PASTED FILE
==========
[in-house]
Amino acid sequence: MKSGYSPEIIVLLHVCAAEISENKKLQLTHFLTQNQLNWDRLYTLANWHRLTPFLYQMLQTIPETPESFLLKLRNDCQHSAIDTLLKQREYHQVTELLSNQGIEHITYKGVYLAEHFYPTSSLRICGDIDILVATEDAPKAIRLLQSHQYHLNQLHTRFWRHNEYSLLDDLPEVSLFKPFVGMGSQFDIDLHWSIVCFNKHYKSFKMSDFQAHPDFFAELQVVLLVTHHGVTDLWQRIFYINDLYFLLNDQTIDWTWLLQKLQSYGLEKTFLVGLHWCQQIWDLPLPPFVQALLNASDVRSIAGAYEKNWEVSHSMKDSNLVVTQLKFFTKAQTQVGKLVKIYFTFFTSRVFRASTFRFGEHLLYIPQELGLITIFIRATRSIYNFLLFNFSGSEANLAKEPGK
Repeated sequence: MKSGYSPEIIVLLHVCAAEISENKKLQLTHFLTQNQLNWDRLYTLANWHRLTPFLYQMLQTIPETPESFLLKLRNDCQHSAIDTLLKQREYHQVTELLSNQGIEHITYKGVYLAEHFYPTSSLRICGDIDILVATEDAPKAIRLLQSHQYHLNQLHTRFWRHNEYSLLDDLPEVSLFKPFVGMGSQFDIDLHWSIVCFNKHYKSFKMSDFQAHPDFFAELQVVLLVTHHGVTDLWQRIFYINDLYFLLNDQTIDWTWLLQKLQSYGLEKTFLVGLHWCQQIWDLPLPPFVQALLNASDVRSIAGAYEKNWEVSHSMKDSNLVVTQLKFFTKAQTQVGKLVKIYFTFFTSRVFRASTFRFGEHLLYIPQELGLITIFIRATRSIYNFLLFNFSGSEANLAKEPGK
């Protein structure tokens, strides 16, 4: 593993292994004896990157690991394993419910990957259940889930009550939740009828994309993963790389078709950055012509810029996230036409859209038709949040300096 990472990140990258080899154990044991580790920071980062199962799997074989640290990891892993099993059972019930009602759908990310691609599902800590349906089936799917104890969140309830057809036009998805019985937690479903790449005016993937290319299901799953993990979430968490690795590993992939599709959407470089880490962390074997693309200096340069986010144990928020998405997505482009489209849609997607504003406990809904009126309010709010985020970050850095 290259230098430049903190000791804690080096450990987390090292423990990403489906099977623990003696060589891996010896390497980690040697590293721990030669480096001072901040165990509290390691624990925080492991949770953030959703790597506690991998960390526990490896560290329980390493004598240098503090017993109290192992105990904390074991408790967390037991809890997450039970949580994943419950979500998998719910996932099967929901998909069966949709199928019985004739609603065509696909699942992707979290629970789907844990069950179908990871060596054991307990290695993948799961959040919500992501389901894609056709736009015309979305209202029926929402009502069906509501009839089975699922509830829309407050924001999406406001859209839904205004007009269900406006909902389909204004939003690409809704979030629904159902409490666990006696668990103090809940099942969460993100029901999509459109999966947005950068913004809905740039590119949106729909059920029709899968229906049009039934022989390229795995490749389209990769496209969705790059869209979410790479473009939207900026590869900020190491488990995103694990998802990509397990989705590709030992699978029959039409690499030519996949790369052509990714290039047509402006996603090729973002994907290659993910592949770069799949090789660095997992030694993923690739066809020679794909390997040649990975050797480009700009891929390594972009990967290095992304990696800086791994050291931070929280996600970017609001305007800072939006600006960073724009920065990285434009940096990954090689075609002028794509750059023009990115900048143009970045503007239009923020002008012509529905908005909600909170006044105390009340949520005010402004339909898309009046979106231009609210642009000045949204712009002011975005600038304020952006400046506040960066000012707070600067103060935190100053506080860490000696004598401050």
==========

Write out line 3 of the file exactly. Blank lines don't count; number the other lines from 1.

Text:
Repeated sequence: MKSGYSPEIIVLLHVCAAEISENKKLQLTHFLTQNQLNWDRLYTLANWHRLTPFLYQMLQTIPETPESFLLKLRNDCQHSAIDTLLKQREYHQVTELLSNQGIEHITYKGVYLAEHFYPTSSLRICGDIDILVATEDAPKAIRLLQSHQYHLNQLHTRFWRHNEYSLLDDLPEVSLFKPFVGMGSQFDIDLHWSIVCFNKHYKSFKMSDFQAHPDFFAELQVVLLVTHHGVTDLWQRIFYINDLYFLLNDQTIDWTWLLQKLQSYGLEKTFLVGLHWCQQIWDLPLPPFVQALLNASDVRSIAGAYEKNWEVSHSMKDSNLVVTQLKFFTKAQTQVGKLVKIYFTFFTSRVFRASTFRFGEHLLYIPQELGLITIFIRATRSIYNFLLFNFSGSEANLAKEPGK